THE BOY IN THE RED DRESS
The Nightshade Club
My best friend Marion always took the stage at midnight sharp on Fridays and Saturdays, narrow hips clad in shimmering sequins, wide eyes fringed in fluttering black. The room full of loud-talking dolls and daddies quieted down when they saw him – her, as she was then. They watched Marion shape red lips around “You’re the Cream in My Coffee;” they studied the shape of shoulder and jaw, whispered to each other, “Is that really a man?”
On the good nights — and those were many — the people forgot all their questions by the end of Marion’s set. They saw him like I did, a ruby shining in a bucket of rocks. They fell in a pie-eyed sort of love, the sort that made them want to come back to Aunt Al’s dim little speakeasy and see him again and again and again.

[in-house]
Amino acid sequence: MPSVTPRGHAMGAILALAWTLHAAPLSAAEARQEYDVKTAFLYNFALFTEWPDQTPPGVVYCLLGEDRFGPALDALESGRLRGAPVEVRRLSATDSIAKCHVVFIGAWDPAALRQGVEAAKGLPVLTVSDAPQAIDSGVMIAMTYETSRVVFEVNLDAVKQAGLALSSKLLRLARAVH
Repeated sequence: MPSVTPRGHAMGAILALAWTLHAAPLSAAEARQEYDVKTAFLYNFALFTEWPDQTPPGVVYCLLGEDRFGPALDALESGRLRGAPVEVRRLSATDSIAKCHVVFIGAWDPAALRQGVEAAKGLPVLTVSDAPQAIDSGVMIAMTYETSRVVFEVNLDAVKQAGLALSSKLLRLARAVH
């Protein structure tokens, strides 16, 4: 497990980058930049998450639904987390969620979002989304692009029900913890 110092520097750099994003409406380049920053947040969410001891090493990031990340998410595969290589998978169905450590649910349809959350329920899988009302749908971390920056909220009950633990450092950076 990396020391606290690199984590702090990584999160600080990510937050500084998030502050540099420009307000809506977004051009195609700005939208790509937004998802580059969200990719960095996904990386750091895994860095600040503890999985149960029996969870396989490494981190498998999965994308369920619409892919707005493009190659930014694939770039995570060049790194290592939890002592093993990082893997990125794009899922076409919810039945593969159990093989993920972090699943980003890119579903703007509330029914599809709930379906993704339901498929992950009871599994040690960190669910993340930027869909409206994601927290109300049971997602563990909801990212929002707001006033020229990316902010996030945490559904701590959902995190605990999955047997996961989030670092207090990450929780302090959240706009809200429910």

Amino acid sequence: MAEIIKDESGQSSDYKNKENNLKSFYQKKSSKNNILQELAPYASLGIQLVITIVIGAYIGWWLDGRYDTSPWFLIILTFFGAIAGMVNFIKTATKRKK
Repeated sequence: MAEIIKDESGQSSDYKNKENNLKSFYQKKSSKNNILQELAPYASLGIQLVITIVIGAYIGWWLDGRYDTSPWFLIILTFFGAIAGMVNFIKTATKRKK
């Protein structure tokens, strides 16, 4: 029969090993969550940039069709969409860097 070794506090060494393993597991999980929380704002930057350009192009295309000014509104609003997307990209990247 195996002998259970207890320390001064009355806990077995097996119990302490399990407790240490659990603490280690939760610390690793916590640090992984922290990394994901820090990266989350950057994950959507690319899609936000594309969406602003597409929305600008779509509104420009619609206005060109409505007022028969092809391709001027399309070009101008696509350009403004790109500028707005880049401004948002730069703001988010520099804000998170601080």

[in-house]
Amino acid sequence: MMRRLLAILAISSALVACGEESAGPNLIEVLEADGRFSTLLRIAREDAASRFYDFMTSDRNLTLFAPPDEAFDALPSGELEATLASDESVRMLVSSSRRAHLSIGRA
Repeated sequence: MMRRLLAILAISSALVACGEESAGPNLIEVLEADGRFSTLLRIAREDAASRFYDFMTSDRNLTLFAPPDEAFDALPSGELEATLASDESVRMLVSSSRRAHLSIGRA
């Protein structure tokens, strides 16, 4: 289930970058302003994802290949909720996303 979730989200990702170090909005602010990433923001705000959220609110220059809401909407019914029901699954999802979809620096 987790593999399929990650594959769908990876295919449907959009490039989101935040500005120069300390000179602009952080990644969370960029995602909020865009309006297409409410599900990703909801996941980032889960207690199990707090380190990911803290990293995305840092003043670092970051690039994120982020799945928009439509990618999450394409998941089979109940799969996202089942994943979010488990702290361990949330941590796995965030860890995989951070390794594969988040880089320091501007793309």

He glowed on those nights. Hummed with the energy of being loved. Could not stop smiling in the dressing room after, like a poker player dealt a handful of face cards. I brought him gin I’d sneaked out of Aunt Al’s stash and watched him talk fast and take off his makeup slow, always slow those nights, like he wanted to stay Marion-the-glamorous forever.
It was easy to forget then about the other kind of night. The ugly ones, when a loudmouth turned the crowd, when some table full of slumming Tulane cake-eaters jeered and talked over Marion’s songs. Those nights, the people saw only the novelty, the joke of a boy in a dress. They didn’t see Marion at all.
Those nights, he didn’t talk after. He took off his makeup in long swipes, not meeting his own eye in the mirror.
The night he disappeared was one of the ugly ones